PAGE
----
On music: I loved how passionate Dumb (esp. Kallie, Tash and Finn) in music. I don’t know what to say but it’s impressive for a person who is eager to learn how to play a guitar or manage a band (Kallie/Piper) even though there are people who are keep pulling her down and telling her that she’s an airhead or fake or deaf (Josh). Take FINN as an example. If you already read this book, he is so passionate with playing the guitar even though he stopped his lessons and only practice alone with headset on. He even taught Kallie and Tash the guitar. And Ed Chen? He’s such an awesome geek/drummer! They are really the different ‘flavors’ of the band Dumb. Aside from the passion of the band, I appreciated the fact the Antony John included in the book some rock music education—the life of Kurt Cobain of Nirvana and Jimi Hendrix of The Jimi Hendrix Experience. This book unleashed the rock star in me (lol not really). I’ve been listening to rock music music since my parents are 60’s-80’s rock music lovers so it’s obvious. Unfortunately, I stopped listening rock and roll for a while because of my deteriorating hearing abilities. I don’t think that will stop me from listening to music so I resorted to listening to mellow and acoustic music.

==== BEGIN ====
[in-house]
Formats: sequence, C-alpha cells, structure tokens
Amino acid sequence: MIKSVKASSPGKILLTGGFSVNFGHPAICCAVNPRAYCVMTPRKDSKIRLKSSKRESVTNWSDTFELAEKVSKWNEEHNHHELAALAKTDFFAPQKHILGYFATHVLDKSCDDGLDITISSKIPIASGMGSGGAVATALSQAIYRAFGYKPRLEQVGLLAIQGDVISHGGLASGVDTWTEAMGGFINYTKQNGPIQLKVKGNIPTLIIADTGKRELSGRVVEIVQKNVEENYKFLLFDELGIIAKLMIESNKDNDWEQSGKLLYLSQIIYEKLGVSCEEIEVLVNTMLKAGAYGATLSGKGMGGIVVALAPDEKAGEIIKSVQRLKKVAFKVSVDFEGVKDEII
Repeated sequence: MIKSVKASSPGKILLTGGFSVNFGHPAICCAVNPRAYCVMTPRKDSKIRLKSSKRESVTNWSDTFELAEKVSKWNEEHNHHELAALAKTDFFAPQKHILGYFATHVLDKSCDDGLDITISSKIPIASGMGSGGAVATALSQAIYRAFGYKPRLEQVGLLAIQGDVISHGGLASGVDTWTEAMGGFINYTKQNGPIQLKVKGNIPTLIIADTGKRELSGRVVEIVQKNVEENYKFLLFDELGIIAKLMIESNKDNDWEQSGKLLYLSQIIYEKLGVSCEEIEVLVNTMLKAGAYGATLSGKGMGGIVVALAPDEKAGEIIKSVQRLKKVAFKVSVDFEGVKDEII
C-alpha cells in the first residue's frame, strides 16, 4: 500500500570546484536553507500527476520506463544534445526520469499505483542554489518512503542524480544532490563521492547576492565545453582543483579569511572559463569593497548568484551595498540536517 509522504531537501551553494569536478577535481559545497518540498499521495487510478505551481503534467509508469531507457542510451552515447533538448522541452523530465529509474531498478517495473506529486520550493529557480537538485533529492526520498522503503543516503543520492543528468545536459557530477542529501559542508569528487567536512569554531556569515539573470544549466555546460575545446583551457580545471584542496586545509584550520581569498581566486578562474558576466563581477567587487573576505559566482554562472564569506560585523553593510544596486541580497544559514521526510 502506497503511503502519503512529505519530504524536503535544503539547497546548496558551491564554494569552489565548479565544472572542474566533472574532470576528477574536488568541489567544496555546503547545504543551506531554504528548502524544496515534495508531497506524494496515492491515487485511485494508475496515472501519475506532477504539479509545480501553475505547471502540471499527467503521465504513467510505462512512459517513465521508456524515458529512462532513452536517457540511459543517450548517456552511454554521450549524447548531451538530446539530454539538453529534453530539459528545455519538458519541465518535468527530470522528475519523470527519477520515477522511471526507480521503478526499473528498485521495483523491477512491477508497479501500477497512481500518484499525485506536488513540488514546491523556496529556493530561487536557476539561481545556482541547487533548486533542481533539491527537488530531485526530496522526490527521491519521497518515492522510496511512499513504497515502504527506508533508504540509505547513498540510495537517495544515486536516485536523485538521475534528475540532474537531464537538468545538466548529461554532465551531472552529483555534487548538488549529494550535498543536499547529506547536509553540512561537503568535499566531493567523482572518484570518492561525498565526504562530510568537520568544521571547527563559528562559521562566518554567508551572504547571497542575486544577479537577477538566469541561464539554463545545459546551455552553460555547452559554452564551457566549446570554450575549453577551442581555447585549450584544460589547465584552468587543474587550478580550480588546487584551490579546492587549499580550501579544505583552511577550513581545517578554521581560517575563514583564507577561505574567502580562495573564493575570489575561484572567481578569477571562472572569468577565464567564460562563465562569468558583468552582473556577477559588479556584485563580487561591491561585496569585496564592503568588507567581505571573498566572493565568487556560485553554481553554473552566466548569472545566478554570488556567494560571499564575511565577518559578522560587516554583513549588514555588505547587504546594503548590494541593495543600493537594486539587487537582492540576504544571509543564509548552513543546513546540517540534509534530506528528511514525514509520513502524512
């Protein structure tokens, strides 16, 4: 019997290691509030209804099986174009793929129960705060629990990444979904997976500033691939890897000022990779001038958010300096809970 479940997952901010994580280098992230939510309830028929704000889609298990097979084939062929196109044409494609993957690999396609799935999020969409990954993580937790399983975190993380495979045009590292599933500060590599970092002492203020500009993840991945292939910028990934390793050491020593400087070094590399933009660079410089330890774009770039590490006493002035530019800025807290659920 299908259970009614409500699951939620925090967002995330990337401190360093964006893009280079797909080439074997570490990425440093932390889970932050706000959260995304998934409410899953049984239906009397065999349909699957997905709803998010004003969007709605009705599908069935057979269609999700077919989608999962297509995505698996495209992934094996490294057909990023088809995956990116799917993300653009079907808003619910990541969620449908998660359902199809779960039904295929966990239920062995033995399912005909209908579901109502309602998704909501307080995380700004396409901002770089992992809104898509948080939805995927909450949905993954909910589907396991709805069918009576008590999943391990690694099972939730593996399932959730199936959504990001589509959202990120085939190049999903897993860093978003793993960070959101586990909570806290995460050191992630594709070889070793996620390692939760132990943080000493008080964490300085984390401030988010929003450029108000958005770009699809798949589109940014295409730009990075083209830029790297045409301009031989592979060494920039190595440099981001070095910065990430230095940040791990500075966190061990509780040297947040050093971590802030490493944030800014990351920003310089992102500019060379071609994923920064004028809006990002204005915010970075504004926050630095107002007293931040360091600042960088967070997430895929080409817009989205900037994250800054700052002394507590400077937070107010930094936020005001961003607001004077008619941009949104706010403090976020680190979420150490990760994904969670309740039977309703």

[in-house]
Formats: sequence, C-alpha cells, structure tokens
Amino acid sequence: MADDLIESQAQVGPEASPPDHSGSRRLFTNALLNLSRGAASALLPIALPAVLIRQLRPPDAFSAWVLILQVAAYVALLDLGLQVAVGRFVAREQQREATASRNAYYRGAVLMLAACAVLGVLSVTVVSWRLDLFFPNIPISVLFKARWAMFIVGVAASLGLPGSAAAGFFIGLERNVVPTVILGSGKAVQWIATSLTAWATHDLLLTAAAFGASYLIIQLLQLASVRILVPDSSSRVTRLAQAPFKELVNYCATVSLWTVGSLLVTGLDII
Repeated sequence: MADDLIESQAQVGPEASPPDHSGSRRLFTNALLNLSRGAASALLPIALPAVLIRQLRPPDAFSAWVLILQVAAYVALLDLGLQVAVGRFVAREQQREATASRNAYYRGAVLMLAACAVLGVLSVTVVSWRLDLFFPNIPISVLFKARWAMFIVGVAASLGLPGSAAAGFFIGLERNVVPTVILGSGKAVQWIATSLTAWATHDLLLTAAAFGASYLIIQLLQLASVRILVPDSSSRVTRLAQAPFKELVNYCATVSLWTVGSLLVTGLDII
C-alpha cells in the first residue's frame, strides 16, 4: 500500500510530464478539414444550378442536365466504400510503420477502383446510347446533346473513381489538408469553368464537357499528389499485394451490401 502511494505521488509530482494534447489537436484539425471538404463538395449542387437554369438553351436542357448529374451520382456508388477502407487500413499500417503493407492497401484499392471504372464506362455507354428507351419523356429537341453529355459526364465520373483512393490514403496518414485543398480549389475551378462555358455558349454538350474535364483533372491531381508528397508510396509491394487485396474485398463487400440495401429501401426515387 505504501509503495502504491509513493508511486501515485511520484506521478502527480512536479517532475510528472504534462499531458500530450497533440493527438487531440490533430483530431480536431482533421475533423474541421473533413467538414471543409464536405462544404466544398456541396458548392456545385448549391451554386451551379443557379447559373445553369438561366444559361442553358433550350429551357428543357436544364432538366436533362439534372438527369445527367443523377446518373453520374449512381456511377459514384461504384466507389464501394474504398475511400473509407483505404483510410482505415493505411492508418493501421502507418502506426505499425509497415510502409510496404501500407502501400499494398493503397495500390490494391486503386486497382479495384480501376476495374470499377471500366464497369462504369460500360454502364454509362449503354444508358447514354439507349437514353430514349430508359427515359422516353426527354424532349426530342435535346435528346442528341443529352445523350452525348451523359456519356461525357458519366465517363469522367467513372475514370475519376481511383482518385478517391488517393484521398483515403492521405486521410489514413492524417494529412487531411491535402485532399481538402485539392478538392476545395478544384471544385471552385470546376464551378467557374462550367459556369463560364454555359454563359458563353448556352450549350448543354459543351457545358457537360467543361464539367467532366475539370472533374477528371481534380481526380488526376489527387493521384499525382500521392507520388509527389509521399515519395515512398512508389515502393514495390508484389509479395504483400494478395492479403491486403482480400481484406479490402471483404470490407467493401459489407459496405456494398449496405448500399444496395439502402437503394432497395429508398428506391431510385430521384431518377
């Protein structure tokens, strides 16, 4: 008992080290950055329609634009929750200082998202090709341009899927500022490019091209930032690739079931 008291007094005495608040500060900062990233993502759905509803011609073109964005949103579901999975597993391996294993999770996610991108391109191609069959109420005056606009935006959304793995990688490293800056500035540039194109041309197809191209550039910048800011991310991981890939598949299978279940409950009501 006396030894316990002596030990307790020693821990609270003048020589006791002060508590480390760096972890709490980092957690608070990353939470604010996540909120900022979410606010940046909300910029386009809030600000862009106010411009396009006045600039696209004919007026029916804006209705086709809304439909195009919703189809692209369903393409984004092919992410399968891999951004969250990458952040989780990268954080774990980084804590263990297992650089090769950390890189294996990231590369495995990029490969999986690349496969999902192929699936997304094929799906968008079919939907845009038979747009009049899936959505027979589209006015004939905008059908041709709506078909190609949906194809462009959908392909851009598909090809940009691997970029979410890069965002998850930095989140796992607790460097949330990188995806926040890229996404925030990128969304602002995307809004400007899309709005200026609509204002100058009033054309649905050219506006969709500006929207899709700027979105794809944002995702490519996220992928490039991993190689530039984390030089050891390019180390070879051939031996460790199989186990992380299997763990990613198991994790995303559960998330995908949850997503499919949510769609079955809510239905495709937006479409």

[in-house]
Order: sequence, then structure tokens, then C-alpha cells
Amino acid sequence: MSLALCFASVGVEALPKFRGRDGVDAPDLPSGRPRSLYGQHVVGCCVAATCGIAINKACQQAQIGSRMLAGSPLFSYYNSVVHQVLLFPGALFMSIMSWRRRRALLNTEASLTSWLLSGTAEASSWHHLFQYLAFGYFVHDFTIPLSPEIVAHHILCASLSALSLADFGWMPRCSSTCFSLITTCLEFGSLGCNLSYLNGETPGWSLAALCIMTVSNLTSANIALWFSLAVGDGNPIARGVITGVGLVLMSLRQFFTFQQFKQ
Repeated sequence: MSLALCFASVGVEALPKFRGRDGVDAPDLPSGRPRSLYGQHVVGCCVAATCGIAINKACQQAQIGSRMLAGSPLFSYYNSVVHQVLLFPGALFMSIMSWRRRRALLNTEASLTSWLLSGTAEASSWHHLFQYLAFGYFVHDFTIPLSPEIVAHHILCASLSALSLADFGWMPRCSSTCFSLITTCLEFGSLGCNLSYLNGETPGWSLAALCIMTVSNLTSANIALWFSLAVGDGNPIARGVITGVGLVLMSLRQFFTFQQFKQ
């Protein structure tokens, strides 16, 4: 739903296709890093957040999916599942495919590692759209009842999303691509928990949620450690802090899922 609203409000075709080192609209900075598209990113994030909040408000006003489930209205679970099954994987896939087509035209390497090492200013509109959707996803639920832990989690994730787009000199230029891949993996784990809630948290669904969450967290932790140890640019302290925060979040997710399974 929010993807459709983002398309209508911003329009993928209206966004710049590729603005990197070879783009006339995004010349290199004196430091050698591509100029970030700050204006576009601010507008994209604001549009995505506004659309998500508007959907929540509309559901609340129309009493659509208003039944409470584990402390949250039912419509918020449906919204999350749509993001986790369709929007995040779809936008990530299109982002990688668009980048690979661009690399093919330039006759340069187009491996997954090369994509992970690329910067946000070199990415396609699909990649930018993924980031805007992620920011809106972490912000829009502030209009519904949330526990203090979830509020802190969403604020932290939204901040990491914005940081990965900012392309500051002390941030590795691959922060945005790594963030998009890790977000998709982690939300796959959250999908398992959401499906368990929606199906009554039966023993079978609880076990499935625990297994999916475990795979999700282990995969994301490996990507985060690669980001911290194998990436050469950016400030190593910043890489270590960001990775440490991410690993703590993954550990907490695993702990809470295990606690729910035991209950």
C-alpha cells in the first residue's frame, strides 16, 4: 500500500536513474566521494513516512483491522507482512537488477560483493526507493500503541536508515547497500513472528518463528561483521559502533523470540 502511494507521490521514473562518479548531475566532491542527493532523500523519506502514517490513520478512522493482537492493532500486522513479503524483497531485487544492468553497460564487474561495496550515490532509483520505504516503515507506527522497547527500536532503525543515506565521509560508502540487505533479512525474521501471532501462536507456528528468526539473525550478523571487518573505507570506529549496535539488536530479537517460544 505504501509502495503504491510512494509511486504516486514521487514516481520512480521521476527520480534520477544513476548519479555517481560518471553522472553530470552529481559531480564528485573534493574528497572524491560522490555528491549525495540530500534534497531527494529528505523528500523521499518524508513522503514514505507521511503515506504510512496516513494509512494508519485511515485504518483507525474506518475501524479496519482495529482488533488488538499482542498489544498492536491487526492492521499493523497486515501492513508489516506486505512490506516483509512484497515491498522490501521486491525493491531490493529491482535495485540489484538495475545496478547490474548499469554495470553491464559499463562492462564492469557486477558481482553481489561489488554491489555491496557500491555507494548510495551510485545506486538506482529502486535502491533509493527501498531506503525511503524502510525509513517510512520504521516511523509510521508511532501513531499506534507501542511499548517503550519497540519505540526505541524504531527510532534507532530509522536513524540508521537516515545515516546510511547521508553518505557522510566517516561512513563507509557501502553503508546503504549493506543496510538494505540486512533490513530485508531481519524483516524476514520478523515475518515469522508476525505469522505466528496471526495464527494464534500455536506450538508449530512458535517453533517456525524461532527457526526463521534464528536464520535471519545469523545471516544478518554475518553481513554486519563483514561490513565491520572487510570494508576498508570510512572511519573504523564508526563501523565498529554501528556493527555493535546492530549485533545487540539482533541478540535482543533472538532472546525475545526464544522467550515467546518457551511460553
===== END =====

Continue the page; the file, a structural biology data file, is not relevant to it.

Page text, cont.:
Oh, wait. I almost forgot to mention that this book has a romance~ it isn’t that hardcore type like Anna and the French Kiss but it’s still makes me gooey and squeaky inside. Simple gestures and subtle ways of getting close to girl you like? I wish someone will like me like how Ed Chen liked Piper. *Squee*

The characters are so easy to like! I really like to read books about geeks, nerds and wallflowers. Antony John did a wonderful job on developing his characters! Well, except that jerk named Josh. I think this post is getting TL;DR and more of a reflection. Haha! Anyway, I really loved the book! I recommend this to all of you!

Book #20 for 2011

Five Flavors of Dumb by Antony John

Bookmarks: 5/5

This entry was published on 14.03.11 at 1:25 pm. It’s filed under In Which I Write About Books and tagged , , , , , , , , , , , , , , , , , , , , , , , , , , , , , , . Bookmark the permalink. Follow any comments here with the RSS feed for this post.

5 thoughts on “‘Don’t worry about wanting to change; start worrying when you don’t feel like changing anymore. And in the meantime, enjoy every version of yourself you ever meet, because not everybody who discovers their true identity likes what they find.’ —Antony John, Five Flavors of Dumb

  1. Thanks so much for the great review, Tricia. I’m really pleased you found Piper relatable, and that she inspired you a little. (She inspires me too, by the way!) I appreciate you taking the time to read about her adventures, and to share your thoughts, especially given your insights into what she’s going through. Cheers!

    • Hello! I’m so surprised and honored that you read and commented on my blog! I’m kind of speechless! I really liked your book~ I hope you have more books to write in the future and I’m looking forward to read them! Cheers!

  2. Pingback: A Busy Friday Five | Antony John

  3. Enjoyed your review! I loved this book, too, and loved reading your perspective.